other feature or functionality.  No matter how frustrating
     these unintentional features may be to us as we continue to
     improve Perl, these unintentional features often deserve our
     protection.  It is very important that existing software
     written in Perl continue to work correctly.  If end-user
     developers have adopted a bug as a feature, we need to treat
     it as such.

     New syntax and semantics which don't break existing language
     constructs and syntax have a much lower bar.  They merely
     need to prove themselves to be useful, elegant, well
     designed and well tested.

     To make sure we're talking about the same thing when we
     discuss the removal of features or functionality from the
     Perl core, we have specific definitions for a few words and

         If something in the Perl core is marked as experimental,
         we may change its behaviour, deprecate or remove it
         without notice. While we'll always do our best to smooth
         the transition path for users of experimental features,
         you should contact the perl5-porters mailinglist if you
         find an experimental feature useful and want to help
         shape its future.

         If something in the Perl core is marked as deprecated,
         we may remove it from thecore in the next stable release
         series, though we may not. As of Perl 5.12, deprecated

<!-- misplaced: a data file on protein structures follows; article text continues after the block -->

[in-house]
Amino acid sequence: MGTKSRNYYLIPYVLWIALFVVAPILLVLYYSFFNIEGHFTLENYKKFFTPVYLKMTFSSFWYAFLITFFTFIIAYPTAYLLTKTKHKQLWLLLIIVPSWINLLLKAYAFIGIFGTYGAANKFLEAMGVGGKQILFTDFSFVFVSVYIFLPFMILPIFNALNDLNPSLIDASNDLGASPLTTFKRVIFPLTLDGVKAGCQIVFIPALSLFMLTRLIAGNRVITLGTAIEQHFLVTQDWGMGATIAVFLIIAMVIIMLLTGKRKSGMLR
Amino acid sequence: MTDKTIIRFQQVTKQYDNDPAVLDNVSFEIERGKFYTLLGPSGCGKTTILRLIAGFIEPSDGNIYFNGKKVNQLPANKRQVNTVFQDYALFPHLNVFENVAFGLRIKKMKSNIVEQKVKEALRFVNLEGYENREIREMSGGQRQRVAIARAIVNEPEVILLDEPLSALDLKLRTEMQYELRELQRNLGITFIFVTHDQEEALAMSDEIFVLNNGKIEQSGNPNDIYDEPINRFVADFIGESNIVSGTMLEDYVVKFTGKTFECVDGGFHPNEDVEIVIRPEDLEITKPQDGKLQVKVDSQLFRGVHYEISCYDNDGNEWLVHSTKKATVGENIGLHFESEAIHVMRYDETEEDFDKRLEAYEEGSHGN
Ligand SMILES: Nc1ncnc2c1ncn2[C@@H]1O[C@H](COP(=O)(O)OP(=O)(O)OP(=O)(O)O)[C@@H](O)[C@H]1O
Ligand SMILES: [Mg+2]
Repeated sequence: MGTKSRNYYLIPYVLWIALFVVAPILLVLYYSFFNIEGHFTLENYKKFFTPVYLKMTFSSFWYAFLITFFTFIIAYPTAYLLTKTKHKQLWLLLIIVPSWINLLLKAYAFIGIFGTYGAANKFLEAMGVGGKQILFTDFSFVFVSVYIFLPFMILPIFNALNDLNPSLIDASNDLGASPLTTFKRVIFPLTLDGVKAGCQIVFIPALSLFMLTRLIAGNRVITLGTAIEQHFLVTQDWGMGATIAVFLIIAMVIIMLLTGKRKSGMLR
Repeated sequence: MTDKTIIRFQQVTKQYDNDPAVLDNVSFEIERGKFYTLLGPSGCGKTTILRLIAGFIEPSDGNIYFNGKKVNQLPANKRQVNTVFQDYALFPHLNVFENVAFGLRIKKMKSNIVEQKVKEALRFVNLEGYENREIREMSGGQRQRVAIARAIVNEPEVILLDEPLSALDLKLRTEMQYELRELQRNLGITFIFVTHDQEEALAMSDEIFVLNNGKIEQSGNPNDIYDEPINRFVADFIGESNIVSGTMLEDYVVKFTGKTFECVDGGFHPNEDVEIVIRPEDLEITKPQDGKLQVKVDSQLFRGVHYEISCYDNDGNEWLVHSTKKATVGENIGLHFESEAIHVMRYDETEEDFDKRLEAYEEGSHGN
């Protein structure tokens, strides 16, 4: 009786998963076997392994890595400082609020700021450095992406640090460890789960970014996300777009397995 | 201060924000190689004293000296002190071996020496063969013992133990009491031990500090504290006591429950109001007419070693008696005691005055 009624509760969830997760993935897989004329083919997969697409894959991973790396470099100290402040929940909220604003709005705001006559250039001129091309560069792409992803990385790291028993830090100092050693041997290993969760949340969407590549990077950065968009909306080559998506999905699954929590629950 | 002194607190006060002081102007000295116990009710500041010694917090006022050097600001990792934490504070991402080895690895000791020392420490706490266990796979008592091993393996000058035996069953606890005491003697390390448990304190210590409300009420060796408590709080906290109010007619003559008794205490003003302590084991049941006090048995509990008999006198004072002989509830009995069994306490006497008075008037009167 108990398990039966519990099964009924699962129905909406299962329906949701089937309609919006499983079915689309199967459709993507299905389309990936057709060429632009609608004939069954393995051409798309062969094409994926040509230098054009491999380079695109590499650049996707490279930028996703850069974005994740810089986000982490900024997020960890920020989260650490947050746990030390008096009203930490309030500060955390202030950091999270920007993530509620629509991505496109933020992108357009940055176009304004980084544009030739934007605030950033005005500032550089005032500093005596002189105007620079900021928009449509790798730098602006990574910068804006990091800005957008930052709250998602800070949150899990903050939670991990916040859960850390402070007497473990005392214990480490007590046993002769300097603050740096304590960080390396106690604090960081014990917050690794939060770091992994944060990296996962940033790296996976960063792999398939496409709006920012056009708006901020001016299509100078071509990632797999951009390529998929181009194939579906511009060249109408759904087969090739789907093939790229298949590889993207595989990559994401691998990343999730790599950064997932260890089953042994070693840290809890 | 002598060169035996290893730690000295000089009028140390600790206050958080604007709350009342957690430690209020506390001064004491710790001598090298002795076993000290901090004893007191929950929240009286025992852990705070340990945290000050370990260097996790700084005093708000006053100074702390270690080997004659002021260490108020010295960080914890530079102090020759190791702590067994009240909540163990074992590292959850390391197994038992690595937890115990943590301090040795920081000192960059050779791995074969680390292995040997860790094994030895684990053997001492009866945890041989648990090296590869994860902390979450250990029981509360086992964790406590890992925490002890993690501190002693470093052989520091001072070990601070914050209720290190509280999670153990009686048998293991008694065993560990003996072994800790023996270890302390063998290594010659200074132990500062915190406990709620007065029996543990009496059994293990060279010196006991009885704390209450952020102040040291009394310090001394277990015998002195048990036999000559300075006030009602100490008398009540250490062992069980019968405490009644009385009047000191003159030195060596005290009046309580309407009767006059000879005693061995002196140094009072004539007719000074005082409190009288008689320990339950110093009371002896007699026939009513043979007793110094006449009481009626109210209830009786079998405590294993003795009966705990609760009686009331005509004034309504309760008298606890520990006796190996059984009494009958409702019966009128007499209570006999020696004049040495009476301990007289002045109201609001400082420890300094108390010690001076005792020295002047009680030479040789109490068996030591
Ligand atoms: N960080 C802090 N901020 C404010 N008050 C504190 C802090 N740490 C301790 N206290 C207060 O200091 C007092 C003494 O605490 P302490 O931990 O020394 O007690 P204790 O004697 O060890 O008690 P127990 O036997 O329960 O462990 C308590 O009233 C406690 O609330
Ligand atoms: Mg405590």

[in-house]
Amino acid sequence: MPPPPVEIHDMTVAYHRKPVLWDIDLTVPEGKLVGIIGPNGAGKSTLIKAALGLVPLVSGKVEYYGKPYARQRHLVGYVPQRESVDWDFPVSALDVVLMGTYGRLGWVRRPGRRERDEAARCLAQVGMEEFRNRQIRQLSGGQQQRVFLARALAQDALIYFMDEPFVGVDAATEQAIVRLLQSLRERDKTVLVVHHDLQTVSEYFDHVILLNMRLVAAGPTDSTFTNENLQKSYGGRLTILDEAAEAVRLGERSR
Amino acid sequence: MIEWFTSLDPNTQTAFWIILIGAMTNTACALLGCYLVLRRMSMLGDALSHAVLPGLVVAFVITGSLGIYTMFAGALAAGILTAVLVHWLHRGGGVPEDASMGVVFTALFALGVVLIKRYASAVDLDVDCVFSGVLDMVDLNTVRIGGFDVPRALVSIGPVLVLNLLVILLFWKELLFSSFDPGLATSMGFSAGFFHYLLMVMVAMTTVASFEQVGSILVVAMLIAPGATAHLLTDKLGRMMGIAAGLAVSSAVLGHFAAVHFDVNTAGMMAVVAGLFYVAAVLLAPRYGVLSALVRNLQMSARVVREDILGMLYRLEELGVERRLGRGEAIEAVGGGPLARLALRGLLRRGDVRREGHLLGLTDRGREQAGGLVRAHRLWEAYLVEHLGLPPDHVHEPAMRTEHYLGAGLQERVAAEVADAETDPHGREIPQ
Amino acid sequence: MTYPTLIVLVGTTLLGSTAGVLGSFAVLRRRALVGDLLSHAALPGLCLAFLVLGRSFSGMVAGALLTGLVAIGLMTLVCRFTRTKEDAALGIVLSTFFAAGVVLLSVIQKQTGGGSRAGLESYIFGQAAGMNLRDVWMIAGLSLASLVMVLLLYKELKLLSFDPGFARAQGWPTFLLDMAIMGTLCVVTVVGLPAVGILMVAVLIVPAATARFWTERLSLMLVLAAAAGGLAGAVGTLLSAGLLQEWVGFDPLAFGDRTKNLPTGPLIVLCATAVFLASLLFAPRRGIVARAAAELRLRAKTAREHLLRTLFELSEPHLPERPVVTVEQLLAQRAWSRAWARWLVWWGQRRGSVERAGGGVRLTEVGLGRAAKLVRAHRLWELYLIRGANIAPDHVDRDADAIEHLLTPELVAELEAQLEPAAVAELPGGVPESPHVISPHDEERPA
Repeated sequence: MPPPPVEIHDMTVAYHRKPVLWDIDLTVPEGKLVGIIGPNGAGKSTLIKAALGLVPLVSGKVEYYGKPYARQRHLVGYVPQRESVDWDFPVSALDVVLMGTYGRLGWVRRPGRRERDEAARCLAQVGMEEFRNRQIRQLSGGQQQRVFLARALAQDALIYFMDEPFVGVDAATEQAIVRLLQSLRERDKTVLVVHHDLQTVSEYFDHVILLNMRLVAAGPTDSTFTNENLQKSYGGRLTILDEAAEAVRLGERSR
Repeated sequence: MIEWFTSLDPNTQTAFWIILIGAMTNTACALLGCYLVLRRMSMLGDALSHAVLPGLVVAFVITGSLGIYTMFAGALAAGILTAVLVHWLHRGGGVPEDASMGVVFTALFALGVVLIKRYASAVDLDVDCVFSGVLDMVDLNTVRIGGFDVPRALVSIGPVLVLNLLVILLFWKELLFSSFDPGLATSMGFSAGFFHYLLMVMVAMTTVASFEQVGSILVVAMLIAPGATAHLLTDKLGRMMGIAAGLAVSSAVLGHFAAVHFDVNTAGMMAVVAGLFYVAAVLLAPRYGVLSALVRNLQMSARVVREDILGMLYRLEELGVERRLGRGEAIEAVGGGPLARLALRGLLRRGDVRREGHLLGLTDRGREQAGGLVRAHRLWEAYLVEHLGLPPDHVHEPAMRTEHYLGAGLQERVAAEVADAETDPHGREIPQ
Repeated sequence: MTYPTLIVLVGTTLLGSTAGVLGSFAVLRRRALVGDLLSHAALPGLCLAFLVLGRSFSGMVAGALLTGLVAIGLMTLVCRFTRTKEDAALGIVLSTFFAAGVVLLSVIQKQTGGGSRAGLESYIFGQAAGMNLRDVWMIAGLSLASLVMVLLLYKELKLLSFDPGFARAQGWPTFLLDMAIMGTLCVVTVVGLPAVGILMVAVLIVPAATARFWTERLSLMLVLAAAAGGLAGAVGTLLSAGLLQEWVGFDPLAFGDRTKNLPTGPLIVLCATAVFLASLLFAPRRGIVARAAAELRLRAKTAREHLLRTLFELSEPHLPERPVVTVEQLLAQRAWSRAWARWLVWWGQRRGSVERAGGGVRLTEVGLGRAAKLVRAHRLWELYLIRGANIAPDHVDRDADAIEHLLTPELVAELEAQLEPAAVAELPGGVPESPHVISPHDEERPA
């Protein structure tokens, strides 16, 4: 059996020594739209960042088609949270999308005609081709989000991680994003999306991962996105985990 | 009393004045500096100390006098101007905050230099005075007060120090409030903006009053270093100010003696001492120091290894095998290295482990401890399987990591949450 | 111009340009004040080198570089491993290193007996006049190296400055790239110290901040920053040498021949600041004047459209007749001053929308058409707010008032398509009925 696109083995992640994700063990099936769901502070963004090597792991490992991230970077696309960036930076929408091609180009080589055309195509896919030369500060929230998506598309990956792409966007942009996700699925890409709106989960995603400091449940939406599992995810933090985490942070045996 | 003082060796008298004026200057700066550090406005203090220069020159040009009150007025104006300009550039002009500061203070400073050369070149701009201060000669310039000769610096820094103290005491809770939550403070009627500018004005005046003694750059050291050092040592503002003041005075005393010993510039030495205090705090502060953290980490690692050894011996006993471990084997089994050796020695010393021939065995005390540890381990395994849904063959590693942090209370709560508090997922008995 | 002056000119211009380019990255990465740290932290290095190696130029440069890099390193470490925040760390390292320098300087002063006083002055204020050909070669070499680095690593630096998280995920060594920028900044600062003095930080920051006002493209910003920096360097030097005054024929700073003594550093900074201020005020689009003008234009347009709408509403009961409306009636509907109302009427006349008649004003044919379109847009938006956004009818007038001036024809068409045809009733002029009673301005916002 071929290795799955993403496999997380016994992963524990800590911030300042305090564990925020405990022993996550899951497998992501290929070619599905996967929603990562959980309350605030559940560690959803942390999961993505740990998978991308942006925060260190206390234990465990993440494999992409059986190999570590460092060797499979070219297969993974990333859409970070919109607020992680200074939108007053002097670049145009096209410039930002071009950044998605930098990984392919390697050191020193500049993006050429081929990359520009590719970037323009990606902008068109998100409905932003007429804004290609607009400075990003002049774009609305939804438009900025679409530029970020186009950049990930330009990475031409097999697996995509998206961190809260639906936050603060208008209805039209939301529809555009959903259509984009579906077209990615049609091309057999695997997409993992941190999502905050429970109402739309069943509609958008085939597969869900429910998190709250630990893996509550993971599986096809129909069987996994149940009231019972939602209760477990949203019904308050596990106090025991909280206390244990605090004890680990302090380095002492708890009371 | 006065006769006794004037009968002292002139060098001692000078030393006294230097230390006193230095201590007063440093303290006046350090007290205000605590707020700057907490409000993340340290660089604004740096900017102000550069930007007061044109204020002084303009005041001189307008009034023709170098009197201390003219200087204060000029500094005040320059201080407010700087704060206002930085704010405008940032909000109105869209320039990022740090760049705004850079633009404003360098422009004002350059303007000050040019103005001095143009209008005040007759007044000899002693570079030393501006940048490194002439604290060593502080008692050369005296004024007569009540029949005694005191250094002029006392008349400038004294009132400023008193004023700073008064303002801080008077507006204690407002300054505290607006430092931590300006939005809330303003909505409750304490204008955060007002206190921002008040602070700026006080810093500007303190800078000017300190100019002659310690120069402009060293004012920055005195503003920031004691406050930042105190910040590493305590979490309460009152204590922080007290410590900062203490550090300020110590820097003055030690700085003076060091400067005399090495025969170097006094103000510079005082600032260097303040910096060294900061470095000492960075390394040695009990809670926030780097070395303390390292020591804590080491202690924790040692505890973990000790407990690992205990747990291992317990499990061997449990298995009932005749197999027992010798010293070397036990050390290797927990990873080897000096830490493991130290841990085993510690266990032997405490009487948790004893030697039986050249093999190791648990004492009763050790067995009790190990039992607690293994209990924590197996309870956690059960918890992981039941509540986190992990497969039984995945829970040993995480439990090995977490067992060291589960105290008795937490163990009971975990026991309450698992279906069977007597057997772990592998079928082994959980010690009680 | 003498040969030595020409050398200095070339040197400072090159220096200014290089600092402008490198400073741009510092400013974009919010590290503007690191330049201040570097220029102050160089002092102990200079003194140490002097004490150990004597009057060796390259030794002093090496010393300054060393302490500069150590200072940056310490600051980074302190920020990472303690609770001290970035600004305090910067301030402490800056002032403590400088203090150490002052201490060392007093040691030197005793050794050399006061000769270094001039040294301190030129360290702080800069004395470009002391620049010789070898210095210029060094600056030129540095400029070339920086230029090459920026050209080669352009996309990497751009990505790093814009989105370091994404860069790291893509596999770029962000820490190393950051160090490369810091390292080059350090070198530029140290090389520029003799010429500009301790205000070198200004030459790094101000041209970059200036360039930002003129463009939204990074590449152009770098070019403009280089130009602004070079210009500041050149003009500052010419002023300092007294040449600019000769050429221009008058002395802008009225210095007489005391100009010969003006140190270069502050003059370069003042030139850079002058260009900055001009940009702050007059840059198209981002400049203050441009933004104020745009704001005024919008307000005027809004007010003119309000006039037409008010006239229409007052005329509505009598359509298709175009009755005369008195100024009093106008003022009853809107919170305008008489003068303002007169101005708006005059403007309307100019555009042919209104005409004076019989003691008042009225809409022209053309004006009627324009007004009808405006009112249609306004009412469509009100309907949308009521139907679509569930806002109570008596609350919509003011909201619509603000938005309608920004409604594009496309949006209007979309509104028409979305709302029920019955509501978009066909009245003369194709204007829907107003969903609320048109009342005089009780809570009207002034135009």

features and modules warn the user as they're used.  If
         you use a deprecated feature and believe that its

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         removal from the Perl core would be a mistake, please
         contact the perl5-porters mailinglist and plead your
         case.  We don't deprecate things without a good reason,
         but sometimes there's a counterargument we haven't
         considered.  Historically, we did not distinguish
         between "deprecated" and "discouraged" features.

         From time to time, we may mark language constructs and
         features which we consider to have been mistakes as
         discouraged.  Discouraged features aren't candidates for
         removal in the next major release series, but we may
         later deprecate them if they're found to stand in the
         way of a significant improvement to the core.

         Once a feature, construct or module has been marked as
         deprecated for a stable release cycle, we may remove it
         from the core.  Unsurprisingly, we say we've removed
         these things.

     o   New releases of maint should contain as few changes as
         possible.  If there is any question about whether a
         given patch might merit inclusion in a maint release,
         then it almost certainly should not be included.

     o   Portability fixes, such as changes to Configure and the
         files in hints/ are acceptable. Ports of Perl to a new
         platform, architecture or OS release that involve